Lactic acid Berliner Weisse

Sun Jun 02, 2013 5:39 pm

Berliner Weisse is one of my favorite styles, but brewing one has always seemed to be too daunting of a task. Sour mashing, large Lacto starters, warm fermenting, and having to use sour-specific equipment. I recently read a post, though, where someone said you can simply add lactic acid at bottling. This sounds exponentially easier than the traditional process.

I initially assumed that this would result in a one dimensional, "fake" tartness. I reached out to a local sour beer guru who said that most brew pubs who brew a BW brew a wheat beer and add lactic acid and the difference is indiscernible. The only caveat is that lactic acid starts to go "good" at some point. After 3-4 months, the tartness fades and a stale sour patch kid flavor enters.

I'd like to try brewing a BW by the "cheating" lactic acid process. The only recipes I can seem to find use Lacto and have either a sour mash or 15 min boil (ala BYO's). Even if you skip the sour mash, it seems there would be a DMS issue with a boil less than 90 mins because of the Pilsner malt and no Lacto.

So I'm looking for a BW recipe based off a small wheat beer which I could pitch lactic acid to. Thanks in advance for any input!
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Re: Lactic acid Berliner Weisse

Sun Jun 02, 2013 5:50 pm

I would just go with a standard 50/50 wheat/2 row (or pils) 1.032 recipe, keeping under 14 IBUs. I can't say I've tried it myself, but in theory I'd believe it'd be much like microwaving a steak. It'll get the job done, but not taste like a true BW... which I'd agree, a lot of the American breweries are doing. That's why it's such a treat when you can get an awesome example of the style. To try it, though, treat the recipe as normal ie full length boil. I still think I'd be able to pick it out in a triangle, but BW does happen to be one of my favorite styles. I'd love for someone to prove me wrong on that though.
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Re: Lactic acid Berliner Weisse

Sun Jun 02, 2013 6:13 pm

Thanks. Any thoughts on yeast? I've seen a few recipes that call for a Kolsch yeast. Lastly, does the time during the boil at which I add the hops matter as long as I'm < 14 IBUs?
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Re: Lactic acid Berliner Weisse

Sun Jun 02, 2013 11:57 pm

PhillyBrewer wrote:Thanks. Any thoughts on yeast? I've seen a few recipes that call for a Kolsch yeast. Lastly, does the time during the boil at which I add the hops matter as long as I'm < 14 IBUs?


In my experiments, solely based on 001 vs 029, the 029 is not only a pain in the ass to work with but it tends to accent hops & bring them to the forefront in the same recipes. That was using blondes, pales & browns as a baseline. Judging from those, I wouldn't use it, but I never tried it in a BW type beer. Not saying it won't be worth a try, but that's what I was getting in side-by-sides's off the same wort, same ferm temps, etc. My best BW results were to cool to 90ish, pitch pure lacto, allow it to cool naturally for ~36 hrs & pitch the 001. There's a dozen ways/techniques to make a BW though.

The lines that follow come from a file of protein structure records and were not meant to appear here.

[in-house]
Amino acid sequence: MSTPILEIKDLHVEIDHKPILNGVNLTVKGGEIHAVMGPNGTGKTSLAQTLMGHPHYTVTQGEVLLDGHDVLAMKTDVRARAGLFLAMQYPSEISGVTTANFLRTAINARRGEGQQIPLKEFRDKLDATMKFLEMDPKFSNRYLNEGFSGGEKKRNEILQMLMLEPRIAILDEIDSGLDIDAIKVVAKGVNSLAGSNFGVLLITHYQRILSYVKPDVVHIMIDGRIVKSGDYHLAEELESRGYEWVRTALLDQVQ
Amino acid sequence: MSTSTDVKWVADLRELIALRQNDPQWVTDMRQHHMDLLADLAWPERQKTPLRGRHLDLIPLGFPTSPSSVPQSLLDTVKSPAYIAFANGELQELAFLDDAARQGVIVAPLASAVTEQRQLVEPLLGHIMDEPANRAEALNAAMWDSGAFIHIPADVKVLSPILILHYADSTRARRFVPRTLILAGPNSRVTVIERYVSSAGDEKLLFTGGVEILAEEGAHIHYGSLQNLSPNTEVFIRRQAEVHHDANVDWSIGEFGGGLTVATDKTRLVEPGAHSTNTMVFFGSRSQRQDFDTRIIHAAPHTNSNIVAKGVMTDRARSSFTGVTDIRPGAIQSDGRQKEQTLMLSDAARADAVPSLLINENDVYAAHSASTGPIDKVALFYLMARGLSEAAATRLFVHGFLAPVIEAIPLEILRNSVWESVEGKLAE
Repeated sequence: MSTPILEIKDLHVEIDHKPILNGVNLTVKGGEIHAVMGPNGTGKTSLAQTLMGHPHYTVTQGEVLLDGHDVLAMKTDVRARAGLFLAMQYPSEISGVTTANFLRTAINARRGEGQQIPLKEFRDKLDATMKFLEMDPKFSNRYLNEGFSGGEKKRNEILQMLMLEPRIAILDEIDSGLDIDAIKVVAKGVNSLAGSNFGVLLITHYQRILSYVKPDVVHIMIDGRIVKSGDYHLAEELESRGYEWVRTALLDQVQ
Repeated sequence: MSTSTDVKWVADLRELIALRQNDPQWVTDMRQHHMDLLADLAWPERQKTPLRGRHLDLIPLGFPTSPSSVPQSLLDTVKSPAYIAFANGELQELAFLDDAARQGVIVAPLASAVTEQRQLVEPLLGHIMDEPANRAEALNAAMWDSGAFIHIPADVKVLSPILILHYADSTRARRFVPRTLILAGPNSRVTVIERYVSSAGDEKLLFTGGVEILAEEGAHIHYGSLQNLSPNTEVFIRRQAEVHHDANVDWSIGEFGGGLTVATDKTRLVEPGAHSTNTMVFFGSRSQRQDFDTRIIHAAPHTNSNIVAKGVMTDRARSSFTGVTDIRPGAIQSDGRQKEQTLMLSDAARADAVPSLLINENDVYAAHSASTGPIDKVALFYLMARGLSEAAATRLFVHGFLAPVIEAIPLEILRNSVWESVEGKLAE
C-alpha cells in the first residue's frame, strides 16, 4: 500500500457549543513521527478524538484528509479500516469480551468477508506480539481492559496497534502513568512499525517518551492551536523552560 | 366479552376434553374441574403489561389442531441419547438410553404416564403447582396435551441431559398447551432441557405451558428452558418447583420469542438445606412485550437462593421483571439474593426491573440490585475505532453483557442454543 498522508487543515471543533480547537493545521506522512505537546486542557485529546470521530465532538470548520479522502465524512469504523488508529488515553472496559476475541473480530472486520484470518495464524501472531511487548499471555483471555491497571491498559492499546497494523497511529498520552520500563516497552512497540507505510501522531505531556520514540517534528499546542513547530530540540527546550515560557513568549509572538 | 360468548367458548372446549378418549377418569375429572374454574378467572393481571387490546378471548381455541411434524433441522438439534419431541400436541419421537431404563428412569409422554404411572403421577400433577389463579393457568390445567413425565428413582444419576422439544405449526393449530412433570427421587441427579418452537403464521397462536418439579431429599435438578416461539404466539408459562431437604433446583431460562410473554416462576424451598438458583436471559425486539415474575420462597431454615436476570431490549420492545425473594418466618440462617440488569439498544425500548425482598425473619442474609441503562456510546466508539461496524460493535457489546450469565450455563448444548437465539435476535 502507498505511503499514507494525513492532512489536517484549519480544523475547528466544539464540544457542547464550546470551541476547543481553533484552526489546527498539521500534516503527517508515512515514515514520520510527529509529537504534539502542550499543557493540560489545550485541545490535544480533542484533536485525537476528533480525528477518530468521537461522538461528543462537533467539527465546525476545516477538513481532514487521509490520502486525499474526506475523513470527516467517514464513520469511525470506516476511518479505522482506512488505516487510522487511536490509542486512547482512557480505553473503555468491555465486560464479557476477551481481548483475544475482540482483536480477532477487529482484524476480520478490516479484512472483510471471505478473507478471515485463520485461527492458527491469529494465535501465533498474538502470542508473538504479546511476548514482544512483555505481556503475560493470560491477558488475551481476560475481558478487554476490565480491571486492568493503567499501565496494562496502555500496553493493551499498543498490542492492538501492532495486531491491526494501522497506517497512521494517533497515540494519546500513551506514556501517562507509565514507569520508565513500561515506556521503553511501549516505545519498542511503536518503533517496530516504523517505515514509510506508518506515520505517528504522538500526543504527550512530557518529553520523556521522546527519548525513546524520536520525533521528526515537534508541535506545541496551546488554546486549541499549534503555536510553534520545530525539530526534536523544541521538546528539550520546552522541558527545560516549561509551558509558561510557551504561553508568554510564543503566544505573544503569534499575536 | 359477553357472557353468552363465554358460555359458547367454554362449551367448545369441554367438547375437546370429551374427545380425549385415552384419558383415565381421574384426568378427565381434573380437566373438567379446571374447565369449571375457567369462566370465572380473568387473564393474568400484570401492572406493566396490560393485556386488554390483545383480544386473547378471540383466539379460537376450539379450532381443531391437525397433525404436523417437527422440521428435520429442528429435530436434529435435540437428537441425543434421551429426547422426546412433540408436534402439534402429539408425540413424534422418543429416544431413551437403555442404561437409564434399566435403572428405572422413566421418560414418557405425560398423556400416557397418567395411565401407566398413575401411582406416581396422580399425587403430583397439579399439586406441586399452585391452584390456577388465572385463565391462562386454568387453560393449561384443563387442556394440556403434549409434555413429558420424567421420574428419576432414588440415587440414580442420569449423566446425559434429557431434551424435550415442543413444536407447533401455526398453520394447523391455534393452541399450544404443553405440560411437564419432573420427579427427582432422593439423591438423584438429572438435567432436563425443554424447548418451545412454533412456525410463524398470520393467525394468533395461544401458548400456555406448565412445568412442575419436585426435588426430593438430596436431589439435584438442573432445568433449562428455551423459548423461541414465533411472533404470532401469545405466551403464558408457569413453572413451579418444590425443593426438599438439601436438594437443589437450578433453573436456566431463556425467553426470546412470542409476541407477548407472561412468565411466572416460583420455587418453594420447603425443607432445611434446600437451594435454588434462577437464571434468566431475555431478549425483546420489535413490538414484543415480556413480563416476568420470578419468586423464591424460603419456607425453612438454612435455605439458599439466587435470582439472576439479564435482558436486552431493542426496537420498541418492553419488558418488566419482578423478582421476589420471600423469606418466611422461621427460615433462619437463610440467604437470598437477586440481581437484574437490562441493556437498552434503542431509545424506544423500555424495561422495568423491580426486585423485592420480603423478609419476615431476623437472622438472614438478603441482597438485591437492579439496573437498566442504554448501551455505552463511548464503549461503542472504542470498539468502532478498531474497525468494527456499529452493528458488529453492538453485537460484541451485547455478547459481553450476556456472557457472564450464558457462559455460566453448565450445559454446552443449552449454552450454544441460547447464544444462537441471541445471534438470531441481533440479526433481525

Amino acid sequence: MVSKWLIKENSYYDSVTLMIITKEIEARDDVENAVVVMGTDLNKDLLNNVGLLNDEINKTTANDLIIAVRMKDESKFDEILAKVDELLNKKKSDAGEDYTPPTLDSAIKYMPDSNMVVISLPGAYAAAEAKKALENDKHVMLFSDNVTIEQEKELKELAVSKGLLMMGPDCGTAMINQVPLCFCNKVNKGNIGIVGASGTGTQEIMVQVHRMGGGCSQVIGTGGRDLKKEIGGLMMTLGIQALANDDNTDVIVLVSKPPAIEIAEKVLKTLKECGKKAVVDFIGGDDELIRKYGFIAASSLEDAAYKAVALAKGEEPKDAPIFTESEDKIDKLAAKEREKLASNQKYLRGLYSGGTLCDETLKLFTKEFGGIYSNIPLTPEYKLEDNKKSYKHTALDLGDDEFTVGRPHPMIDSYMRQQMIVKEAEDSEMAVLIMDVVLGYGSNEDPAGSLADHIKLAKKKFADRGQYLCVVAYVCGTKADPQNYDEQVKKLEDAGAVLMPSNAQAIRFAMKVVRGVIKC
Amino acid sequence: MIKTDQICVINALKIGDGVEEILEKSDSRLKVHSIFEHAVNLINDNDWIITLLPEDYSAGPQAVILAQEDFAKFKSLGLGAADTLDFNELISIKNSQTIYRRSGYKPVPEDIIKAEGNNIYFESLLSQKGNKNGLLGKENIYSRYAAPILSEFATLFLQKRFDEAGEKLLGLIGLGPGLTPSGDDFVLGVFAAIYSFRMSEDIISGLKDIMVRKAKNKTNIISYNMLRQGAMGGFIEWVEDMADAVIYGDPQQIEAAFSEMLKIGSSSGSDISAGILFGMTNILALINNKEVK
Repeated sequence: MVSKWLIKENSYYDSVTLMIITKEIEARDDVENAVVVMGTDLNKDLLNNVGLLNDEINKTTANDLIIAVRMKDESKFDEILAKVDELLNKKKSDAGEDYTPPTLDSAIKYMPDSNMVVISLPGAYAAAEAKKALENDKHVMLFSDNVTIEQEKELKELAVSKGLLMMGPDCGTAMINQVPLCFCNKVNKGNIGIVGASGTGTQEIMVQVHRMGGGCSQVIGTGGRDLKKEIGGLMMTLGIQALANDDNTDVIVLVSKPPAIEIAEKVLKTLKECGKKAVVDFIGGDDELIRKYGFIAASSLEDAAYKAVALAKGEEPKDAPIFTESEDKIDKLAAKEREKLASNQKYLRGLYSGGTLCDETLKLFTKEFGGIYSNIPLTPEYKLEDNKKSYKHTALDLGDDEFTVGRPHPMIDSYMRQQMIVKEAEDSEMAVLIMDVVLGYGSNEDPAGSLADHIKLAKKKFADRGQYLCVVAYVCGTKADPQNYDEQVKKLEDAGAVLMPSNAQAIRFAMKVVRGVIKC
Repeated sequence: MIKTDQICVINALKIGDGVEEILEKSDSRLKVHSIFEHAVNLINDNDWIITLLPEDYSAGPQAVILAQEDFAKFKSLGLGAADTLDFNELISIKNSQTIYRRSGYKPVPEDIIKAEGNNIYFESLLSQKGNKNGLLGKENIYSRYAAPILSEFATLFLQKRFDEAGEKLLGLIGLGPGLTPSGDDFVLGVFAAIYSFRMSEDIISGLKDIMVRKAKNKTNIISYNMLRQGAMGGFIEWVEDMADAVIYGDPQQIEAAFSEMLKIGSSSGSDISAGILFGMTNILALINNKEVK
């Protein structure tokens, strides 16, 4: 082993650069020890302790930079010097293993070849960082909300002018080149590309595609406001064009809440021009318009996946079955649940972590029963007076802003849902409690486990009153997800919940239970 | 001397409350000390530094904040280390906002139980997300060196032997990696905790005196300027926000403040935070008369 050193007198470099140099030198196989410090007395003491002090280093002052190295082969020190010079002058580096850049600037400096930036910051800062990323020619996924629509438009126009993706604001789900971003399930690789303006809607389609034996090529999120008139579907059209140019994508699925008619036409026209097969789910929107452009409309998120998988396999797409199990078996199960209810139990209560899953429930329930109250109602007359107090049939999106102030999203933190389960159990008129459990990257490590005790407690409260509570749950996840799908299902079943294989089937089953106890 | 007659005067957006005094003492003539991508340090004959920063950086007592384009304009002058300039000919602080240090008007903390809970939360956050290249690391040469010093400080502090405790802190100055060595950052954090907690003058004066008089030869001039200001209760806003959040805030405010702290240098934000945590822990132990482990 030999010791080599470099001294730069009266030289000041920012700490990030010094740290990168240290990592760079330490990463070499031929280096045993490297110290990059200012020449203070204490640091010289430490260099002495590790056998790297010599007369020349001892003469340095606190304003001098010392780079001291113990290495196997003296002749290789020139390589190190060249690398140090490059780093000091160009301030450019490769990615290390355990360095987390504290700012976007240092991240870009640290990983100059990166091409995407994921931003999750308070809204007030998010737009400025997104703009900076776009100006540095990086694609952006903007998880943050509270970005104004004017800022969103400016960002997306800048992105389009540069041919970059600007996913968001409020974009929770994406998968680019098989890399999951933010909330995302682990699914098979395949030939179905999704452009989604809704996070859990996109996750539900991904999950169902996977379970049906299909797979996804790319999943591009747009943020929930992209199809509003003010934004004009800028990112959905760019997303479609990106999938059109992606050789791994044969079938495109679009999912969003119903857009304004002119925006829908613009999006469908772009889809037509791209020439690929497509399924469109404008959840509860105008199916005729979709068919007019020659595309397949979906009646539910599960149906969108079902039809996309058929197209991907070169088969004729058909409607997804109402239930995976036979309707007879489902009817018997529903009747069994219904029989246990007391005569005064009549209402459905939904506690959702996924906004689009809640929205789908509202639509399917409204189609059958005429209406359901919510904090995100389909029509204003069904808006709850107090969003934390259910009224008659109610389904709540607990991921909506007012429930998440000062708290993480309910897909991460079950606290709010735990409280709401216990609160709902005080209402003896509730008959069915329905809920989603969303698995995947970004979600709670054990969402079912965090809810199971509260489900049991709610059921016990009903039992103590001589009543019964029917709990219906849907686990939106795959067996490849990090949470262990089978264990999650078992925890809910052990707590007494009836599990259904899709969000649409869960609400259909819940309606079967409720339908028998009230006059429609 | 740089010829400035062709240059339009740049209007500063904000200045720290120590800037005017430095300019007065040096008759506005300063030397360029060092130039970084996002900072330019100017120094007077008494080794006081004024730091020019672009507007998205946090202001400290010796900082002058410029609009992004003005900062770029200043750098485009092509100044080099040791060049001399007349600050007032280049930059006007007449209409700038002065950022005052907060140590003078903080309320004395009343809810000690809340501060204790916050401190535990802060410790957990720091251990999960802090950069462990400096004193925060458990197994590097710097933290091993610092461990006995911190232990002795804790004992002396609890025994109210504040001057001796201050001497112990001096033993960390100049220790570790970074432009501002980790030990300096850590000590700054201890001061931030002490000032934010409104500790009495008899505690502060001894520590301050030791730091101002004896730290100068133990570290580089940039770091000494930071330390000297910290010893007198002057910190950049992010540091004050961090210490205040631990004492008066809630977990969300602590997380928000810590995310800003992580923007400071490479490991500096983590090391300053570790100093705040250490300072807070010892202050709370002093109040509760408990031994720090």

For my recipe I've always put the hops all in at 60 min. You're not looking for hop characteristics in the final product, just a touch of balance.
Last edited by Ozwald on Mon Jun 03, 2013 4:42 am, edited 1 time in total.
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Re: Lactic acid Berliner Weisse

Mon Jun 03, 2013 4:18 am

We have a local brewpub that brews sours with lactic acid / acid malt.

The difference IS discernible. Its like the difference between fountain Coke and SodaStream "Cola Mix". If you've never had real Coca-Cola, you probably wouldn't know. Ignorance isn't really bliss - a great Berliner, however, is.

If you keg, brew a clean BW base (1.030, 70/30 German pils/wheat malt or so, no hops), ferment with a neutral ale strain, keg with a pitch of Lactobacillus, store as warm as you can, wait 6-8 months. That way, the only soft parts you expose to Lacto are on your keg.

If you bottle, you could try dosing the bottles with lacto slurry. At bottling, pour a packet of lacto into a sanitized glass measuring cup. Use a cheap plastic syringe ($3 from CVS) to dose the bottles with a few mL of slurry.
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Re: Lactic acid Berliner Weisse

Mon Jun 03, 2013 5:04 am

Remember that Weisse is definitely a beer 'of youth'. It should be consumed fairly quickly so that it doesn't have a chance to show age. Although lactic acid flavor is a hallmark, its also known that the flavors imparted by Brett are an appropriate component of Weisse beers.
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Re: Lactic acid Berliner Weisse

Mon Jun 03, 2013 12:53 pm

I recently attempted to add some lactic acid to a lambic I made that was not quite sour enough. I absolutely did not care for the lactic acid and could taste and smell the "buttery-ness" of it. I will never use lactic acid again to add to the sourness of a beer. I wonder if they use pediococcus to produce the lactic acid as there seems to be a definite diacetyl note that it contributed to the finished product.
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Re: Lactic acid Berliner Weisse

Mon Jun 03, 2013 12:59 pm

Hey brewinhard!
Is there any chance the negative experience you had is due to the fact that there's more going on in a lambic and perhaps the Brett, etal flavors didn't meld well with the lactic acid? I'm by no means a BW expert, but it seems possible that adding pure lactic acid to a light, clean beer could result in different perceived flavor profile than adding it to a more complex beer.
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